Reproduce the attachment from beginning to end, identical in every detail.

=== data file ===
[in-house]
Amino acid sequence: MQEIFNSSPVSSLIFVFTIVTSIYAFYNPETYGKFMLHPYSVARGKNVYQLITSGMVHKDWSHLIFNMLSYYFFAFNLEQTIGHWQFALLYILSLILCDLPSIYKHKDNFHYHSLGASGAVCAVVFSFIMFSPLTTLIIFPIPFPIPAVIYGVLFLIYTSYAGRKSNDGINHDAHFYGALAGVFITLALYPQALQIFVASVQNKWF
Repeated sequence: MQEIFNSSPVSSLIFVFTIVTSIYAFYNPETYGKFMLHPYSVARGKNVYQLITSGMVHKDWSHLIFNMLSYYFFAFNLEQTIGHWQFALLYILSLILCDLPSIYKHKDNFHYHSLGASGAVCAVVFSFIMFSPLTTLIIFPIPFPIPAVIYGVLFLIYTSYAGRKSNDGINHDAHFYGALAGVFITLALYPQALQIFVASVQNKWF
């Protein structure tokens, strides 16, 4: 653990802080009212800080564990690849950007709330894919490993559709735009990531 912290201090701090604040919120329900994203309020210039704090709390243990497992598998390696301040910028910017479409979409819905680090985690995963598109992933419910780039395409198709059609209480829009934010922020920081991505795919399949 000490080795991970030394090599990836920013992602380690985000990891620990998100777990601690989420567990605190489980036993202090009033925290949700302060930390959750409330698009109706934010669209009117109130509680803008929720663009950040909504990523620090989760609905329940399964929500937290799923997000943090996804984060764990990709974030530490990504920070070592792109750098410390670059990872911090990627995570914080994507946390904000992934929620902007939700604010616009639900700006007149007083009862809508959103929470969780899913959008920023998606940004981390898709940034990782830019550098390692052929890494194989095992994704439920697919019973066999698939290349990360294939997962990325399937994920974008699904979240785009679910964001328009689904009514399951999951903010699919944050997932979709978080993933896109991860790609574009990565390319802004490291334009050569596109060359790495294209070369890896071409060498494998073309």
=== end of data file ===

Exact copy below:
[in-house]
Amino acid sequence: MQEIFNSSPVSSLIFVFTIVTSIYAFYNPETYGKFMLHPYSVARGKNVYQLITSGMVHKDWSHLIFNMLSYYFFAFNLEQTIGHWQFALLYILSLILCDLPSIYKHKDNFHYHSLGASGAVCAVVFSFIMFSPLTTLIIFPIPFPIPAVIYGVLFLIYTSYAGRKSNDGINHDAHFYGALAGVFITLALYPQALQIFVASVQNKWF
Repeated sequence: MQEIFNSSPVSSLIFVFTIVTSIYAFYNPETYGKFMLHPYSVARGKNVYQLITSGMVHKDWSHLIFNMLSYYFFAFNLEQTIGHWQFALLYILSLILCDLPSIYKHKDNFHYHSLGASGAVCAVVFSFIMFSPLTTLIIFPIPFPIPAVIYGVLFLIYTSYAGRKSNDGINHDAHFYGALAGVFITLALYPQALQIFVASVQNKWF
């Protein structure tokens, strides 16, 4: 653990802080009212800080564990690849950007709330894919490993559709735009990531 912290201090701090604040919120329900994203309020210039704090709390243990497992598998390696301040910028910017479409979409819905680090985690995963598109992933419910780039395409198709059609209480829009934010922020920081991505795919399949 000490080795991970030394090599990836920013992602380690985000990891620990998100777990601690989420567990605190489980036993202090009033925290949700302060930390959750409330698009109706934010669209009117109130509680803008929720663009950040909504990523620090989760609905329940399964929500937290799923997000943090996804984060764990990709974030530490990504920070070592792109750098410390670059990872911090990627995570914080994507946390904000992934929620902007939700604010616009639900700006007149007083009862809508959103929470969780899913959008920023998606940004981390898709940034990782830019550098390692052929890494194989095992994704439920697919019973066999698939290349990360294939997962990325399937994920974008699904979240785009679910964001328009689904009514399951999951903010699919944050997932979709978080993933896109991860790609574009990565390319802004490291334009050569596109060359790495294209070369890896071409060498494998073309």